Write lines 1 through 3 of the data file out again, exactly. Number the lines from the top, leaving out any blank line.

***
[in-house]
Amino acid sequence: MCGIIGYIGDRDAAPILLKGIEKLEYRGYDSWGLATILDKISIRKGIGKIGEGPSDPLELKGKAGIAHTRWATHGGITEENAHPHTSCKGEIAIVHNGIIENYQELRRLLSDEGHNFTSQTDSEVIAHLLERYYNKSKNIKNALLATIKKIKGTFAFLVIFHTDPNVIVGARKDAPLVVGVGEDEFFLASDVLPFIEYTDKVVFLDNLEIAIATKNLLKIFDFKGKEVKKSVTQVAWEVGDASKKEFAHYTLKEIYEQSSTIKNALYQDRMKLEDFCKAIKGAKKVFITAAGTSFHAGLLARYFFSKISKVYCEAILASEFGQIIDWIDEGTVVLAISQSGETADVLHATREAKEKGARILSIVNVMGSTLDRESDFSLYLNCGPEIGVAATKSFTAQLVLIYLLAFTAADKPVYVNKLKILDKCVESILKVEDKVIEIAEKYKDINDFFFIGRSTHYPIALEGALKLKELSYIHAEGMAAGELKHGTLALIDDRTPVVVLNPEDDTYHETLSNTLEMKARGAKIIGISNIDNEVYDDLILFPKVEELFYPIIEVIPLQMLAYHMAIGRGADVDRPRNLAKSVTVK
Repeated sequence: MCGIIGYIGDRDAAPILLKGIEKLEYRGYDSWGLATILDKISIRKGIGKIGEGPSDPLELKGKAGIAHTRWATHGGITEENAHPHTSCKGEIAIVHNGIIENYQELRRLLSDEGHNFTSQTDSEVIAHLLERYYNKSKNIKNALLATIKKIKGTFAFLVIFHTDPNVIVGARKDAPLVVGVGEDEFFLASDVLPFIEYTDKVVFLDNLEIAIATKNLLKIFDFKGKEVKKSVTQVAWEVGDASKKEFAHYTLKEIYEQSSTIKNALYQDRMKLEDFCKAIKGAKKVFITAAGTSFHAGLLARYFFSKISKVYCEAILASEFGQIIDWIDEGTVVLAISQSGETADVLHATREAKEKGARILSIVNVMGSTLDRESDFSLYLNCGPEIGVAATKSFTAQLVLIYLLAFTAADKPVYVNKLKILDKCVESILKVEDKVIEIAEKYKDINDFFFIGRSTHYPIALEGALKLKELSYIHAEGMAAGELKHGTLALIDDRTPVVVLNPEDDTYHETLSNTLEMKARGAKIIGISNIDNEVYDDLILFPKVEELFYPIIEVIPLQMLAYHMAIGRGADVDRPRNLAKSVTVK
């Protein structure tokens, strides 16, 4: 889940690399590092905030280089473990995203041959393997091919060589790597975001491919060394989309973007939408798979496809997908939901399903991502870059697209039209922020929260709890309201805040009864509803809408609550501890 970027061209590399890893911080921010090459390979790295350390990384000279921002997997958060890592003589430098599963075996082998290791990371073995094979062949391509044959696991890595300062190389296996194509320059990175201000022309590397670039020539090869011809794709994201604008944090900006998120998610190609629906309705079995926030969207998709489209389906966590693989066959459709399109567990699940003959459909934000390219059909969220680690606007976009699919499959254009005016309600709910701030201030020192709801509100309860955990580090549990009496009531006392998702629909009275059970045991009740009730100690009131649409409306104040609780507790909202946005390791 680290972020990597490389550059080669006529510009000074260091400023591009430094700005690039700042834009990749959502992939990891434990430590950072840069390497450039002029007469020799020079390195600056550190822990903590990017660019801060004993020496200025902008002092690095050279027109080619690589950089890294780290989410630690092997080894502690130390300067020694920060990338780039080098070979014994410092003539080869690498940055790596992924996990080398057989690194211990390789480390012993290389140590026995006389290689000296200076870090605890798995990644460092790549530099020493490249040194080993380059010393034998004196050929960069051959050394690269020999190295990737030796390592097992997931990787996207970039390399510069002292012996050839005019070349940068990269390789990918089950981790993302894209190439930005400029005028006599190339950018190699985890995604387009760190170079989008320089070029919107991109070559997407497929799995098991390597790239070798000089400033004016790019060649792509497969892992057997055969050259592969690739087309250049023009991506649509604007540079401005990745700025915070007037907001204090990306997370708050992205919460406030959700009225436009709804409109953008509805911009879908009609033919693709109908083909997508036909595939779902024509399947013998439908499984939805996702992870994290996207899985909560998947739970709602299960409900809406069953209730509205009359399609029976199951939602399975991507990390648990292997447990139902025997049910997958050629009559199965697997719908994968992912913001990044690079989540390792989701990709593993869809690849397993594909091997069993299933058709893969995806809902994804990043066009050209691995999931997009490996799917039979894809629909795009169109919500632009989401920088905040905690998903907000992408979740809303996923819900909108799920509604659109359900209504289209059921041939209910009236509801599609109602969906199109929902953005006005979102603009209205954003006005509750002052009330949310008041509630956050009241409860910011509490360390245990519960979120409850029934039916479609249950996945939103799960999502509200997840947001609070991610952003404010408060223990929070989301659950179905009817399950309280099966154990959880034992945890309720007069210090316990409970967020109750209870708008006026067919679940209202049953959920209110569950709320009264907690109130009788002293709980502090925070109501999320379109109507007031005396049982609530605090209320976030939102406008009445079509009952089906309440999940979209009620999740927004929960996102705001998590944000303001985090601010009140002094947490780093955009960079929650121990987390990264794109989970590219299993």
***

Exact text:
[in-house]
Amino acid sequence: MCGIIGYIGDRDAAPILLKGIEKLEYRGYDSWGLATILDKISIRKGIGKIGEGPSDPLELKGKAGIAHTRWATHGGITEENAHPHTSCKGEIAIVHNGIIENYQELRRLLSDEGHNFTSQTDSEVIAHLLERYYNKSKNIKNALLATIKKIKGTFAFLVIFHTDPNVIVGARKDAPLVVGVGEDEFFLASDVLPFIEYTDKVVFLDNLEIAIATKNLLKIFDFKGKEVKKSVTQVAWEVGDASKKEFAHYTLKEIYEQSSTIKNALYQDRMKLEDFCKAIKGAKKVFITAAGTSFHAGLLARYFFSKISKVYCEAILASEFGQIIDWIDEGTVVLAISQSGETADVLHATREAKEKGARILSIVNVMGSTLDRESDFSLYLNCGPEIGVAATKSFTAQLVLIYLLAFTAADKPVYVNKLKILDKCVESILKVEDKVIEIAEKYKDINDFFFIGRSTHYPIALEGALKLKELSYIHAEGMAAGELKHGTLALIDDRTPVVVLNPEDDTYHETLSNTLEMKARGAKIIGISNIDNEVYDDLILFPKVEELFYPIIEVIPLQMLAYHMAIGRGADVDRPRNLAKSVTVK
Repeated sequence: MCGIIGYIGDRDAAPILLKGIEKLEYRGYDSWGLATILDKISIRKGIGKIGEGPSDPLELKGKAGIAHTRWATHGGITEENAHPHTSCKGEIAIVHNGIIENYQELRRLLSDEGHNFTSQTDSEVIAHLLERYYNKSKNIKNALLATIKKIKGTFAFLVIFHTDPNVIVGARKDAPLVVGVGEDEFFLASDVLPFIEYTDKVVFLDNLEIAIATKNLLKIFDFKGKEVKKSVTQVAWEVGDASKKEFAHYTLKEIYEQSSTIKNALYQDRMKLEDFCKAIKGAKKVFITAAGTSFHAGLLARYFFSKISKVYCEAILASEFGQIIDWIDEGTVVLAISQSGETADVLHATREAKEKGARILSIVNVMGSTLDRESDFSLYLNCGPEIGVAATKSFTAQLVLIYLLAFTAADKPVYVNKLKILDKCVESILKVEDKVIEIAEKYKDINDFFFIGRSTHYPIALEGALKLKELSYIHAEGMAAGELKHGTLALIDDRTPVVVLNPEDDTYHETLSNTLEMKARGAKIIGISNIDNEVYDDLILFPKVEELFYPIIEVIPLQMLAYHMAIGRGADVDRPRNLAKSVTVK